But you can also automate the downloads “on demand” or by time intervals, with standard automated calcs, and automate thel your own charts if you go to the trouble.
You can do calculations in Fred, so you can plot ratios there. Edit the graph. Add a series. Then type in a formula relating the two series as ‘a’ and ‘b’, e.g. ‘a/b’.
Job growth has rocketed during the end of 2016 and into 2017, especially earlier in the year which has led to a across the board drop in unemployment. It also gave the illusion of softening wage growth because of all the new entries into the labor force during that runup without offsetting raises. Of course now those workers are getting the raises which drove up wages in July and probably will be firmer year over year compared to last year due to lower unemployment. Here is the key. If we go through another surge in 17-18 like we had late last year, is there enough “slack” left keep wages steady. My guess, there is not. LFPR is at the same level as the Carter peak in 79 and I would argue the labor market is even tighter now than was then(which featured embedded inflation and huge losses in real wages due to BW’s collapse).
I see way to much “trying to tell my biased story” rather than what is really going on. This expansion has been pretty steady with its surges and ebbs. There are only so many surges it can take and frankly, based on unemployment and how past cohort levels reacted to how the current labor market reacted, I think the U-6 going down to 7.6% by next year will simply be to much. 8-8.2% is probably the slashing the throat line for employers.
Karlberg is correct. Ratio’s and other formula’s can be used to relate one series to another as well as modify the y-axis units with the result charted on a a single FRED chart. I use this method occasionally as well if and when I’m sure of what it is I want to understand with the data. Otherwise I find downloading the data and doing my own exploratory analysis is faster and more direct.
I don’t know how this the use of multiple series FRED chart formula’s can be automated though and it can’t be used for rolling time series n unit means of one or multiple relationships. I find rolling average of n unit time series to be highly informative (seeing forest through the trees or getting the signal from the noise)- especially to identify clear trends to differentiate the outliers or extremes from the normal excursions..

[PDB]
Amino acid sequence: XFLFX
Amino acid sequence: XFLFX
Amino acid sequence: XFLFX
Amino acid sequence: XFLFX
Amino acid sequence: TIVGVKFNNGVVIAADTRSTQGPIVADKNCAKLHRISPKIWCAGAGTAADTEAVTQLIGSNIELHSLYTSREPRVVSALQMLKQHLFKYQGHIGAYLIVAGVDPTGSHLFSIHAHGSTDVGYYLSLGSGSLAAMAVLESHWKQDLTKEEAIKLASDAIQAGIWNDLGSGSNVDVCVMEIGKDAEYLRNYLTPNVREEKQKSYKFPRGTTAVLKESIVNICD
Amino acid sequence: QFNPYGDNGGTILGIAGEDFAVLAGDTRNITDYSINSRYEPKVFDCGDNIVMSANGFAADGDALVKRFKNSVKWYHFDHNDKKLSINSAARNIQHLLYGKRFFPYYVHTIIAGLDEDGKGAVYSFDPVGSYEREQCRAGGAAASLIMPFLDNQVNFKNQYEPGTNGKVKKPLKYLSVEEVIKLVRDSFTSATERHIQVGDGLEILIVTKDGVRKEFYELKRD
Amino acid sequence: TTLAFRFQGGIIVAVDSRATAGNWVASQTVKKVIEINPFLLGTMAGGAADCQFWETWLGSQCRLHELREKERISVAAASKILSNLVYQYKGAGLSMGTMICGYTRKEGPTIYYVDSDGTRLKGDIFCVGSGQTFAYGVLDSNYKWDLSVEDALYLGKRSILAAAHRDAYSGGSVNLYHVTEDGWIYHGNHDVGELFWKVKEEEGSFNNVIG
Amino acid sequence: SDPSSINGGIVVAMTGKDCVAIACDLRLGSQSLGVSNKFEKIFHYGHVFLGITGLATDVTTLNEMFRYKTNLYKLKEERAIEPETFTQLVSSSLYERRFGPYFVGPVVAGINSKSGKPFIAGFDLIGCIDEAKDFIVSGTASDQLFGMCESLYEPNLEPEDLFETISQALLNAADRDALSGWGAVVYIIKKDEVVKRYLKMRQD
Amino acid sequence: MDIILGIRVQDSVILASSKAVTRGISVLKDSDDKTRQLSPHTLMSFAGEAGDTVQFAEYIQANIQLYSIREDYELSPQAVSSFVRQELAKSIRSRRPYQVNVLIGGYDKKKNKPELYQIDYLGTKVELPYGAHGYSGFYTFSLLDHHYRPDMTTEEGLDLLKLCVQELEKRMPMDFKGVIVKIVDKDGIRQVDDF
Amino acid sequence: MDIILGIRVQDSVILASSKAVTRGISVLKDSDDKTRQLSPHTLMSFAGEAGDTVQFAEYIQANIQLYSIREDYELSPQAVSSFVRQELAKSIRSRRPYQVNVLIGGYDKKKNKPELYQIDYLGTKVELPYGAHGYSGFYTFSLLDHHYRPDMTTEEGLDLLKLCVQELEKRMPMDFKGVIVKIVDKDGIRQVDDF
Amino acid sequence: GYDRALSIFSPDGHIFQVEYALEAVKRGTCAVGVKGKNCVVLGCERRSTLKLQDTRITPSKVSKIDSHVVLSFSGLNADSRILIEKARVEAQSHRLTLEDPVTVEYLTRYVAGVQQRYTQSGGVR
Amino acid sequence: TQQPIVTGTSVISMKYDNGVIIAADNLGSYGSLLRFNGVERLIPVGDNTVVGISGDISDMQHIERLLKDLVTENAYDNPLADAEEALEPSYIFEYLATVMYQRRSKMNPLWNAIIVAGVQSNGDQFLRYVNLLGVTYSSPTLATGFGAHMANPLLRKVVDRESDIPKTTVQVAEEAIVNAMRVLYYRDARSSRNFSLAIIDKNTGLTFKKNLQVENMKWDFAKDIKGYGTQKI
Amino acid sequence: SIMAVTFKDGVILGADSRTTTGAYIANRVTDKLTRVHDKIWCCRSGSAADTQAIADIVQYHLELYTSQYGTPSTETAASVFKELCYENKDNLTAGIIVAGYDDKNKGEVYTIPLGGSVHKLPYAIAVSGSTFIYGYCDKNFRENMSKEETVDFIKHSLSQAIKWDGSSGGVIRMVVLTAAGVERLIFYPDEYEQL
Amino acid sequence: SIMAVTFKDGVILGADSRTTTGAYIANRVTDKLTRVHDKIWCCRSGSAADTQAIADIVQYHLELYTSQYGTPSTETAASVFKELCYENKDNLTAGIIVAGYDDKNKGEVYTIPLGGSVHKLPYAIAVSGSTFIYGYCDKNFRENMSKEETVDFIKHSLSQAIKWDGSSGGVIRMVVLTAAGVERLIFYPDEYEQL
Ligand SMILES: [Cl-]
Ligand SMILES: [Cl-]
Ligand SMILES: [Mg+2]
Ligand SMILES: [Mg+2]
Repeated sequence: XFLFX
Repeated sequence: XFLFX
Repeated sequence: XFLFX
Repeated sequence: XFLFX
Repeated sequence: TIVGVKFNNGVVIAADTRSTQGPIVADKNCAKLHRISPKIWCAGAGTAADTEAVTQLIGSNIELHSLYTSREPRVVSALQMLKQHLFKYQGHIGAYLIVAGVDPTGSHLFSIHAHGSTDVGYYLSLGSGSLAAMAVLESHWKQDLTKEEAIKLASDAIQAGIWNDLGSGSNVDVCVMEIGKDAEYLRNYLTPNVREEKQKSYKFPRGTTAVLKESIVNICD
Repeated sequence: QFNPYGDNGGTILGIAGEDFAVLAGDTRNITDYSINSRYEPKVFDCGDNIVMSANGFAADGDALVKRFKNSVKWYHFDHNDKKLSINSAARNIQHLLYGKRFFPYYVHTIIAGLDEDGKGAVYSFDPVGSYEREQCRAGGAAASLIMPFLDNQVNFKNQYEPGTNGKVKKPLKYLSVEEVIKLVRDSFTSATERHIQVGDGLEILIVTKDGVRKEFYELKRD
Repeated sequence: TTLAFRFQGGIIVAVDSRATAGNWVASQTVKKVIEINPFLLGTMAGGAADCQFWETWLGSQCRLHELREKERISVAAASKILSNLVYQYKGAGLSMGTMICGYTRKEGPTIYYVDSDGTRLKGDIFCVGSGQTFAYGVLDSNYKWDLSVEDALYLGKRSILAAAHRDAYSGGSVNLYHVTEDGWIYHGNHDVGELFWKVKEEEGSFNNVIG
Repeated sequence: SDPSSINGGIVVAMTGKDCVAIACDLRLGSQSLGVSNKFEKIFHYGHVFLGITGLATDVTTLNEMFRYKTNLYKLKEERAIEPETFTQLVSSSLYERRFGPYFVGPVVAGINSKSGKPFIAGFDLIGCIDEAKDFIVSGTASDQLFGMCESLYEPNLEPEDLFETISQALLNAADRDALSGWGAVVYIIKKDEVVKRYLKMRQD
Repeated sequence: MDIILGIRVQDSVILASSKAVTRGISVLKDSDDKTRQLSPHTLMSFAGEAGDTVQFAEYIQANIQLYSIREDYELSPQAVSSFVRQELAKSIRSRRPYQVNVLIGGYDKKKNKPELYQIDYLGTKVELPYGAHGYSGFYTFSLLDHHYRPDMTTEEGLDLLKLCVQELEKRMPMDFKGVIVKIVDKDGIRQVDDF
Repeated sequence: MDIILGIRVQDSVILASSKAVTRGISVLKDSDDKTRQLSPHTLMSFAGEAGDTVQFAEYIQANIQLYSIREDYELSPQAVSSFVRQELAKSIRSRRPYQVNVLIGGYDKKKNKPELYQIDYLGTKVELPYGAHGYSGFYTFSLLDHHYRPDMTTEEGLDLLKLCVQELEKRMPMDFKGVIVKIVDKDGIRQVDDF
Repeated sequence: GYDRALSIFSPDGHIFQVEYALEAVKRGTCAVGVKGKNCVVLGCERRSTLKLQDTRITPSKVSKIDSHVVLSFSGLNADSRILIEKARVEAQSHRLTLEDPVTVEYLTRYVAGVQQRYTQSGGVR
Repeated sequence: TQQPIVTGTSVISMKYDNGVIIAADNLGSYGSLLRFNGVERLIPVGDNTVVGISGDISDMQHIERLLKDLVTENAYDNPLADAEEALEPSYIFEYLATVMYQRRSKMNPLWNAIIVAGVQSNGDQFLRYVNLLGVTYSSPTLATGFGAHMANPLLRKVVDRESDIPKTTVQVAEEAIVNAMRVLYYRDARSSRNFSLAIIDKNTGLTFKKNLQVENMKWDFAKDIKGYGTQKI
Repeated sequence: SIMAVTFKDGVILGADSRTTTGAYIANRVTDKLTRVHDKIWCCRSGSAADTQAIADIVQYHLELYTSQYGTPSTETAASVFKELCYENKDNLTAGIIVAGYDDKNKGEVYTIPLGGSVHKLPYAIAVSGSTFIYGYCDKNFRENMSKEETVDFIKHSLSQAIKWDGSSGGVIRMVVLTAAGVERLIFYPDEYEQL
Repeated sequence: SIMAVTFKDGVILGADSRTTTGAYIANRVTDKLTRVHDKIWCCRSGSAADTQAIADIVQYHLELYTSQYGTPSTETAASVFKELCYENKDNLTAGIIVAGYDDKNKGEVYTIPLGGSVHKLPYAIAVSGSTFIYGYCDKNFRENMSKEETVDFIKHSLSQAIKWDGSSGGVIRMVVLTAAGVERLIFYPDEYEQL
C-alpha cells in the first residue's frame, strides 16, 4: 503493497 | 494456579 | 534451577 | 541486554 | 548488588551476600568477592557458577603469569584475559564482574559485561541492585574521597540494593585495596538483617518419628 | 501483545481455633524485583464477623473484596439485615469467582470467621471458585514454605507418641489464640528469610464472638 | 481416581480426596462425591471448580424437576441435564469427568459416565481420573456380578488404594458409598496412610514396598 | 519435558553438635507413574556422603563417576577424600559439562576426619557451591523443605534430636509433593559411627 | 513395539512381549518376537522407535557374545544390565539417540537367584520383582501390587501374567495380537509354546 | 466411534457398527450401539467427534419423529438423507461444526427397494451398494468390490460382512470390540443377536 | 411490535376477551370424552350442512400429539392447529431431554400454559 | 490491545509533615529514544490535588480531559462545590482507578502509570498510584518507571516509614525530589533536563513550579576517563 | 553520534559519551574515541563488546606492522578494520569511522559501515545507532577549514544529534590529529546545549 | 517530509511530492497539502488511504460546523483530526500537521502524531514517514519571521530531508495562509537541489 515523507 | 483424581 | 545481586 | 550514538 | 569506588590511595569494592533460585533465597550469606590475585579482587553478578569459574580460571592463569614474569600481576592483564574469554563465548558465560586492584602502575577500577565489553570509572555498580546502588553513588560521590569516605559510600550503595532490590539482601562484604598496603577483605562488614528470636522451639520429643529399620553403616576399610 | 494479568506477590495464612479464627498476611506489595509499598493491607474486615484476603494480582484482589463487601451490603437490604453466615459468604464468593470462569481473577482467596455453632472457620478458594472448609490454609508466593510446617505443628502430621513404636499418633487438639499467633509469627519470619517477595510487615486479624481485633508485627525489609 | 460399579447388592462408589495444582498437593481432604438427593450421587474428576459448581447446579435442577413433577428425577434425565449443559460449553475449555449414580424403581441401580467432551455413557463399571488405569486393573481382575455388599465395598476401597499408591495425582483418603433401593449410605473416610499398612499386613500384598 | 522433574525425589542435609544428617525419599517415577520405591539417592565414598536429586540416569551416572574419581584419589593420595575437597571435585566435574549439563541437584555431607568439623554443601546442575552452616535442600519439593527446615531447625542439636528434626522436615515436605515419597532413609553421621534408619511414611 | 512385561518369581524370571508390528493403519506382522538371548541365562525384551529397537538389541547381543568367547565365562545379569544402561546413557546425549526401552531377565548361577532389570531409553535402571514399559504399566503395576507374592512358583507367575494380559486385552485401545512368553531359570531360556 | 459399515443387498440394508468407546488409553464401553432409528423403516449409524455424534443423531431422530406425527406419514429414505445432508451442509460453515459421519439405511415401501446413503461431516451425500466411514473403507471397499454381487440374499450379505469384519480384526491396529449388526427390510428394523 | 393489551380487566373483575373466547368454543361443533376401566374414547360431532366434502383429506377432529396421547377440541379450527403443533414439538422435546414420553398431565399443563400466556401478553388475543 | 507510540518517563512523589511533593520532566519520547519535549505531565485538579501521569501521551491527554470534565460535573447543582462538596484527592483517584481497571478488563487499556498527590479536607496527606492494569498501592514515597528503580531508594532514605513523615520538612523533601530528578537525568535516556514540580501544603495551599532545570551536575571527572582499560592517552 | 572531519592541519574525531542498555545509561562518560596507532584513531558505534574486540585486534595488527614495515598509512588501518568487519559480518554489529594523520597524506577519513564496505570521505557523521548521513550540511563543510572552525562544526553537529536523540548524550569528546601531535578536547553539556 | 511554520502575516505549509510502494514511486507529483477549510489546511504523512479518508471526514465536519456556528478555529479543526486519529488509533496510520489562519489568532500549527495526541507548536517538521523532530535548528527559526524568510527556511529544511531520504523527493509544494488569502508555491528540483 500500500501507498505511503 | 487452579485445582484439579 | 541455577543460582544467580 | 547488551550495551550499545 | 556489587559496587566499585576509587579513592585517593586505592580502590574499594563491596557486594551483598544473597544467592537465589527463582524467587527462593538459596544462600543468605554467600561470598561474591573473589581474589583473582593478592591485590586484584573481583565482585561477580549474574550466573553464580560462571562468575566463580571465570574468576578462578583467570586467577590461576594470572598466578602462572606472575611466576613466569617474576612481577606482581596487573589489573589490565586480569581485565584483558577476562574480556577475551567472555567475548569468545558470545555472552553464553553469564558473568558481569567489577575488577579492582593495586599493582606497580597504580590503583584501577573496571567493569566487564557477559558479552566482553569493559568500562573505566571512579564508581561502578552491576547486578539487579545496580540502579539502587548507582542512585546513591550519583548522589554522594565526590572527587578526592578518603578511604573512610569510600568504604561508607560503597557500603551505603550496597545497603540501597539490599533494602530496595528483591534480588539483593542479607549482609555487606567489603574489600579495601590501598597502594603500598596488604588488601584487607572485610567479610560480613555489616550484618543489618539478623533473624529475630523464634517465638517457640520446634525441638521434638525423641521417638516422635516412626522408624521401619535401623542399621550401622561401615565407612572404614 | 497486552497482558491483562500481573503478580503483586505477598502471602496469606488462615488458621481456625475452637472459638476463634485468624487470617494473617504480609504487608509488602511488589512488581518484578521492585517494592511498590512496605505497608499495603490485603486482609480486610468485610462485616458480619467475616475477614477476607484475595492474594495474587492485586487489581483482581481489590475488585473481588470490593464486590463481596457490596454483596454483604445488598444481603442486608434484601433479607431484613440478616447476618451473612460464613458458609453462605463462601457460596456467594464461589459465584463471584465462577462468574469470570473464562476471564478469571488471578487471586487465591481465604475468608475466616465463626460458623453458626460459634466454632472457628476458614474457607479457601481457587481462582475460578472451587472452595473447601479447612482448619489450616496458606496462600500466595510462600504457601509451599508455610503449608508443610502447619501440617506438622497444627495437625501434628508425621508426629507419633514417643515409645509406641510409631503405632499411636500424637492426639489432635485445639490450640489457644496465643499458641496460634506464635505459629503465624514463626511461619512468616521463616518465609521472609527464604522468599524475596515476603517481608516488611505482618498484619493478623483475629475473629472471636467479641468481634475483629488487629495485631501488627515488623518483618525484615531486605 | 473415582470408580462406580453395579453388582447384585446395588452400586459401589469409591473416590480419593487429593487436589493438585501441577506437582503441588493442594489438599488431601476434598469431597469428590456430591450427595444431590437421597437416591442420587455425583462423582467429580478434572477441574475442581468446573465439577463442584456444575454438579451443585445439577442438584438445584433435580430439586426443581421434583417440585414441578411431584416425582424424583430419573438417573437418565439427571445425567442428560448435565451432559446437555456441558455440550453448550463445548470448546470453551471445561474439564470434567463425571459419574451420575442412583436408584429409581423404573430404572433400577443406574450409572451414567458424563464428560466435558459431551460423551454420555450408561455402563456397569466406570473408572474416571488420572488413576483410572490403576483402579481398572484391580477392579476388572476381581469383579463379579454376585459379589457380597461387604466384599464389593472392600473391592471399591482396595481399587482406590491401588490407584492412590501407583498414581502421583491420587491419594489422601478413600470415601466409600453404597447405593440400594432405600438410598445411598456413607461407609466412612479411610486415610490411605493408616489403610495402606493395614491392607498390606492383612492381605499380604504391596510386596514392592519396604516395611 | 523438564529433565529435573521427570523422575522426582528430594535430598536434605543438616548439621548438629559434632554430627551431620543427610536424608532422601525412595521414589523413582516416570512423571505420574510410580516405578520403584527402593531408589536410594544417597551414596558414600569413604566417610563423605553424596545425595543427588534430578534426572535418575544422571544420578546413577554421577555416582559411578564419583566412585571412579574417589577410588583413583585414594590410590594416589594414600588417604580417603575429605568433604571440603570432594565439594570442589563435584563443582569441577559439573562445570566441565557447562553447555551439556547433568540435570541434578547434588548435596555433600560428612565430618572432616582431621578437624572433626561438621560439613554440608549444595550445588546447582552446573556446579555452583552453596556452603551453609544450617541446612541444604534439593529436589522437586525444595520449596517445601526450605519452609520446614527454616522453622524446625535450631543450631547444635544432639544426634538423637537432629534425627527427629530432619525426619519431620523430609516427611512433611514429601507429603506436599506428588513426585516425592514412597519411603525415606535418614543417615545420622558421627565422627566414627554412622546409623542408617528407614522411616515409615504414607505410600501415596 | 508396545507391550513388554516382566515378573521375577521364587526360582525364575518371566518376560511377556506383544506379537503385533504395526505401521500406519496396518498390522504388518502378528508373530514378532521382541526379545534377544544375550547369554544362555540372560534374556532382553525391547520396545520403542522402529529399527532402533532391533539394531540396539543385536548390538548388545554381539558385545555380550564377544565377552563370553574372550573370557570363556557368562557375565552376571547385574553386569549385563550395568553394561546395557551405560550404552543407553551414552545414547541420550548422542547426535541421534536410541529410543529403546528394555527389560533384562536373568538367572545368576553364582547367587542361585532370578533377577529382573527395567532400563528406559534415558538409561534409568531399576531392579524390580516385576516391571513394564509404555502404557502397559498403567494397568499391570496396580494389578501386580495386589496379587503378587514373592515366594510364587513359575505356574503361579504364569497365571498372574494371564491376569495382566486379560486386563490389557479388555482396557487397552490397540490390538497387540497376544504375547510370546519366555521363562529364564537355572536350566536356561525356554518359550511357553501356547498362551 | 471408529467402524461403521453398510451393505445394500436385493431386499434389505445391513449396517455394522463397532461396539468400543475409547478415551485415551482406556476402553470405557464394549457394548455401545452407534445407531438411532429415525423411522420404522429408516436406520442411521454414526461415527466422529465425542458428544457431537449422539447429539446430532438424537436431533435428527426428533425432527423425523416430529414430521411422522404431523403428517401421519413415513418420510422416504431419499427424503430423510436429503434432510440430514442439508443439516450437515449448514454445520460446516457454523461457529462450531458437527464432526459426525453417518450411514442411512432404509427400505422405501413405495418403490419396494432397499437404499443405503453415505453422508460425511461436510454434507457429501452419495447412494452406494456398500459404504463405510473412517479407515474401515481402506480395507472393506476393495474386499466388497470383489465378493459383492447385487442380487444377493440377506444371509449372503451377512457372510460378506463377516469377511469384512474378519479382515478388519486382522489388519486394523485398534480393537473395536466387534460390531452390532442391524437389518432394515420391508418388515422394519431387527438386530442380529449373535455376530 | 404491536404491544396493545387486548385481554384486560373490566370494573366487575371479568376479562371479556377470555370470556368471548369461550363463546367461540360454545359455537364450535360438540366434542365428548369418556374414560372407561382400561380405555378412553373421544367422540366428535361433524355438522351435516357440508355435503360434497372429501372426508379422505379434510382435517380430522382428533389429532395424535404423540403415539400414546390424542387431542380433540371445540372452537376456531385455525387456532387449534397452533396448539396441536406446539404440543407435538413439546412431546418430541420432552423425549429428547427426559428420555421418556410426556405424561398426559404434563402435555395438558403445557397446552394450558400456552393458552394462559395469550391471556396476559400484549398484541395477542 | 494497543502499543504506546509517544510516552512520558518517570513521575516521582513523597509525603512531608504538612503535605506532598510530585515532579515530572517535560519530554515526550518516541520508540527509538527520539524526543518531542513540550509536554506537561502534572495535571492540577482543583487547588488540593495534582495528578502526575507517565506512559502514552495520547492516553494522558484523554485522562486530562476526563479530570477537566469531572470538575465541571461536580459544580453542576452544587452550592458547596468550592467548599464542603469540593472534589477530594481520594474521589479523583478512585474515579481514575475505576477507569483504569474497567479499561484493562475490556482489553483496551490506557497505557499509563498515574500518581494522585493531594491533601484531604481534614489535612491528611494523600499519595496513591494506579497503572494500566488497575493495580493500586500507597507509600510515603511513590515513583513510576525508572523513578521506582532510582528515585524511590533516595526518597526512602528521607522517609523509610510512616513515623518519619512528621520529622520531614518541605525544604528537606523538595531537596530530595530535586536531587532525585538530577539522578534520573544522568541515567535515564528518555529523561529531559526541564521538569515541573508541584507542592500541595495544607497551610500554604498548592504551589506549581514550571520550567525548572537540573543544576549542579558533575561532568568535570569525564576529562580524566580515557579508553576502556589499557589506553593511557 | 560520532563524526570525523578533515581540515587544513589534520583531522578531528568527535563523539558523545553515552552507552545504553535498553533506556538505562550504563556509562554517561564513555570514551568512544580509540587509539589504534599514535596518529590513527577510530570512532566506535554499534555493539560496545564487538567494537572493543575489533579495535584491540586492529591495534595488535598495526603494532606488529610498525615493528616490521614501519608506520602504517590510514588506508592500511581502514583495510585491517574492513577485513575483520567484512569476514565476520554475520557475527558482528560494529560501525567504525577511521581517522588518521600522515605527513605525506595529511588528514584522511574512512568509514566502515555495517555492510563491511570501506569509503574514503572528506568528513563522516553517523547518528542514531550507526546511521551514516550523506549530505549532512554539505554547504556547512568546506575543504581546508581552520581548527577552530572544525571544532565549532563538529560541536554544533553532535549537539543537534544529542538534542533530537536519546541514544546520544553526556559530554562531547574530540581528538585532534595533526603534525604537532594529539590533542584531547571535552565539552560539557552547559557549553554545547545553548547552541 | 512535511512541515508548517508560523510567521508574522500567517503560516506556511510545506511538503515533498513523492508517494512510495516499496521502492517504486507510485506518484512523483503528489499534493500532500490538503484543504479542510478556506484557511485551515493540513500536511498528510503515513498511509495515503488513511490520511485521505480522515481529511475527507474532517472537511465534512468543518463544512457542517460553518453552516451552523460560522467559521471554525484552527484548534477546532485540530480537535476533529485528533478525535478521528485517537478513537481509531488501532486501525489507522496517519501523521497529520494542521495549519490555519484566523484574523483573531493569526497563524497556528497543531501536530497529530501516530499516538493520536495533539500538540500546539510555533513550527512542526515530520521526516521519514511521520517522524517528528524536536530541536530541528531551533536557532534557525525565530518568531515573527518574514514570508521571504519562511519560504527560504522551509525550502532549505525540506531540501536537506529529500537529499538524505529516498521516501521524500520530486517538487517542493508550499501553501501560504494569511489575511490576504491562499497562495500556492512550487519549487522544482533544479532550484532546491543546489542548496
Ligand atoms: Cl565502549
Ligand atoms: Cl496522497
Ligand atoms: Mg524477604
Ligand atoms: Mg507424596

Pay close attention to where the job growth is and has been. I find too much of it (proportionately) is in the lowest wage sectors which is a response to employment growth in the higher wage and salary brackets.
The lowest wage sectors require little (no?) education and training is fast and cheap so the supply for labor in those sectors is much larger … and thus little and even no labor supply constraint. In effect that labor supply source is spare supply, drawn on as needed without much wage pressure to increase hiring.
Those sectors are the first to fire and lay-off, and go to part-time employment as the higher wage & salary sectors of employment stop or reduce hiring or even start cutting back.
For those reasons I don’t think you can relate Carter era 1979 LFPR to the present times — mostly because the middle class medium income wages and salaries were proportionately a greater proportion of employment than in recent years. Much of that middle class sector has disappeared .. most falling into the now lower wage service sectors which only respond to the higher wage / salary sectors.